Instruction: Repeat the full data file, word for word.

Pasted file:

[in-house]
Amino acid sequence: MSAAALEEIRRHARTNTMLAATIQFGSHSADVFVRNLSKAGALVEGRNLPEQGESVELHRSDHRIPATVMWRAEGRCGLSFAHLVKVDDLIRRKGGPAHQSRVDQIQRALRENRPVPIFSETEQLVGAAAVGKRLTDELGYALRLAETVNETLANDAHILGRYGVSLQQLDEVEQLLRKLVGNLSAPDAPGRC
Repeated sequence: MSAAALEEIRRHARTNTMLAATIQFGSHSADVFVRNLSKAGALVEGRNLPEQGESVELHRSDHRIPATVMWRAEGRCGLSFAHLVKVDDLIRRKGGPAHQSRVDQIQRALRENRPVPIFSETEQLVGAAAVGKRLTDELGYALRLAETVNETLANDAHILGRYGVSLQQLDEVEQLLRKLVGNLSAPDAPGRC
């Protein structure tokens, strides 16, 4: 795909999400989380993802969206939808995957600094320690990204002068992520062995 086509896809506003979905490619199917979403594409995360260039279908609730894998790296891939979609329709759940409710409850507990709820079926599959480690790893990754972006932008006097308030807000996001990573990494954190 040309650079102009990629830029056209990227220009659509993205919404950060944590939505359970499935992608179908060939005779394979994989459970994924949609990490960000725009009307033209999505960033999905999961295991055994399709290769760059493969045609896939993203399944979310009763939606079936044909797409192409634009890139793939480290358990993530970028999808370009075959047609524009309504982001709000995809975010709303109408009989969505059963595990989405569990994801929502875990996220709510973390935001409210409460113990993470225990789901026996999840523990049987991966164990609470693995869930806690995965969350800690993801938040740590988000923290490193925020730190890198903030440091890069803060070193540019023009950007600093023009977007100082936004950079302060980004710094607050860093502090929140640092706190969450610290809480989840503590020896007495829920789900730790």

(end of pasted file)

[in-house]
Amino acid sequence: MSAAALEEIRRHARTNTMLAATIQFGSHSADVFVRNLSKAGALVEGRNLPEQGESVELHRSDHRIPATVMWRAEGRCGLSFAHLVKVDDLIRRKGGPAHQSRVDQIQRALRENRPVPIFSETEQLVGAAAVGKRLTDELGYALRLAETVNETLANDAHILGRYGVSLQQLDEVEQLLRKLVGNLSAPDAPGRC
Repeated sequence: MSAAALEEIRRHARTNTMLAATIQFGSHSADVFVRNLSKAGALVEGRNLPEQGESVELHRSDHRIPATVMWRAEGRCGLSFAHLVKVDDLIRRKGGPAHQSRVDQIQRALRENRPVPIFSETEQLVGAAAVGKRLTDELGYALRLAETVNETLANDAHILGRYGVSLQQLDEVEQLLRKLVGNLSAPDAPGRC
């Protein structure tokens, strides 16, 4: 795909999400989380993802969206939808995957600094320690990204002068992520062995 086509896809506003979905490619199917979403594409995360260039279908609730894998790296891939979609329709759940409710409850507990709820079926599959480690790893990754972006932008006097308030807000996001990573990494954190 040309650079102009990629830029056209990227220009659509993205919404950060944590939505359970499935992608179908060939005779394979994989459970994924949609990490960000725009009307033209999505960033999905999961295991055994399709290769760059493969045609896939993203399944979310009763939606079936044909797409192409634009890139793939480290358990993530970028999808370009075959047609524009309504982001709000995809975010709303109408009989969505059963595990989405569990994801929502875990996220709510973390935001409210409460113990993470225990789901026996999840523990049987991966164990609470693995869930806690995965969350800690993801938040740590988000923290490193925020730190890198903030440091890069803060070193540019023009950007600093023009977007100082936004950079302060980004710094607050860093502090929140640092706190969450610290809480989840503590020896007495829920789900730790």